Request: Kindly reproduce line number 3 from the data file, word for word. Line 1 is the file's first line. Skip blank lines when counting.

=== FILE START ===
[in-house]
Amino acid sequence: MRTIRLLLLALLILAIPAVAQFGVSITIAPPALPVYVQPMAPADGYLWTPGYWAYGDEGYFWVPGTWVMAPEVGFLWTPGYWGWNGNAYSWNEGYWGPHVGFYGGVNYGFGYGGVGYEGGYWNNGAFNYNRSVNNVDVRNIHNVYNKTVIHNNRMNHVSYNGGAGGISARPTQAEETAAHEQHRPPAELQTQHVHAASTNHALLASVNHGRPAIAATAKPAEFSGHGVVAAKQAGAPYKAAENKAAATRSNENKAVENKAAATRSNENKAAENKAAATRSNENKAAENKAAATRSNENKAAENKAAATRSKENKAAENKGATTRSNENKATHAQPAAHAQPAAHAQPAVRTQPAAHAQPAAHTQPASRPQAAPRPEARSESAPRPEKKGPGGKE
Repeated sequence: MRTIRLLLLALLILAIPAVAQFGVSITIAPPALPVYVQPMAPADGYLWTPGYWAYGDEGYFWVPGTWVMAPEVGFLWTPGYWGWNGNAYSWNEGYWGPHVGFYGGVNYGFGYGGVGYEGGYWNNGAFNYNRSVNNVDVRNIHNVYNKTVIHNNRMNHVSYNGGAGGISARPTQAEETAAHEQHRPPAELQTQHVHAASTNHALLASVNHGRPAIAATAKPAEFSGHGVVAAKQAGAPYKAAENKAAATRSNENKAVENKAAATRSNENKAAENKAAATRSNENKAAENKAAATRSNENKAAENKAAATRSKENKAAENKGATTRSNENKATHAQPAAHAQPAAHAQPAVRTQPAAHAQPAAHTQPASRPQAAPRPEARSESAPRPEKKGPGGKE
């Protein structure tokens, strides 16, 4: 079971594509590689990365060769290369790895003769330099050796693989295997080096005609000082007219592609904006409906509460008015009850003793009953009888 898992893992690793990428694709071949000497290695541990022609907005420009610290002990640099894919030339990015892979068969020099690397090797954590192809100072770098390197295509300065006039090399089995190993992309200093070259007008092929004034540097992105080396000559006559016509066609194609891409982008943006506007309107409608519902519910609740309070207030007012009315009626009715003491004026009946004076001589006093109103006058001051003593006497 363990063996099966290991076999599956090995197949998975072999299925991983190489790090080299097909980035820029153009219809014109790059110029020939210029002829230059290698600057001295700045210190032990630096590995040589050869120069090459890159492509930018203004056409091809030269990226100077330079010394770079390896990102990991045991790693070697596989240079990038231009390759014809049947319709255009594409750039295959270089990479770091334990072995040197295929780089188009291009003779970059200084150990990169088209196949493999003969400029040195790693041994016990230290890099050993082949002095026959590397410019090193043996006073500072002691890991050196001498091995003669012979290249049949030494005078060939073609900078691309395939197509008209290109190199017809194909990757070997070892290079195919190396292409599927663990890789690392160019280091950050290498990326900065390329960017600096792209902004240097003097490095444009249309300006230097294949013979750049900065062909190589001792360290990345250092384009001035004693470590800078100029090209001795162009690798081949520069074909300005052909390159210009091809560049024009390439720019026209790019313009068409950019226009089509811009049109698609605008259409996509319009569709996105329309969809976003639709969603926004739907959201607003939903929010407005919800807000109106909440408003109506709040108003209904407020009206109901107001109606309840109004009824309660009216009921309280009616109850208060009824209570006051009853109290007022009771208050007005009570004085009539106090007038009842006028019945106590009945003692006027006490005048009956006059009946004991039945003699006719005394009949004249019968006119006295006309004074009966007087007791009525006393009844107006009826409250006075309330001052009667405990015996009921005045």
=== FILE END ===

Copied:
Repeated sequence: MRTIRLLLLALLILAIPAVAQFGVSITIAPPALPVYVQPMAPADGYLWTPGYWAYGDEGYFWVPGTWVMAPEVGFLWTPGYWGWNGNAYSWNEGYWGPHVGFYGGVNYGFGYGGVGYEGGYWNNGAFNYNRSVNNVDVRNIHNVYNKTVIHNNRMNHVSYNGGAGGISARPTQAEETAAHEQHRPPAELQTQHVHAASTNHALLASVNHGRPAIAATAKPAEFSGHGVVAAKQAGAPYKAAENKAAATRSNENKAVENKAAATRSNENKAAENKAAATRSNENKAAENKAAATRSNENKAAENKAAATRSKENKAAENKGATTRSNENKATHAQPAAHAQPAAHAQPAVRTQPAAHAQPAAHTQPASRPQAAPRPEARSESAPRPEKKGPGGKE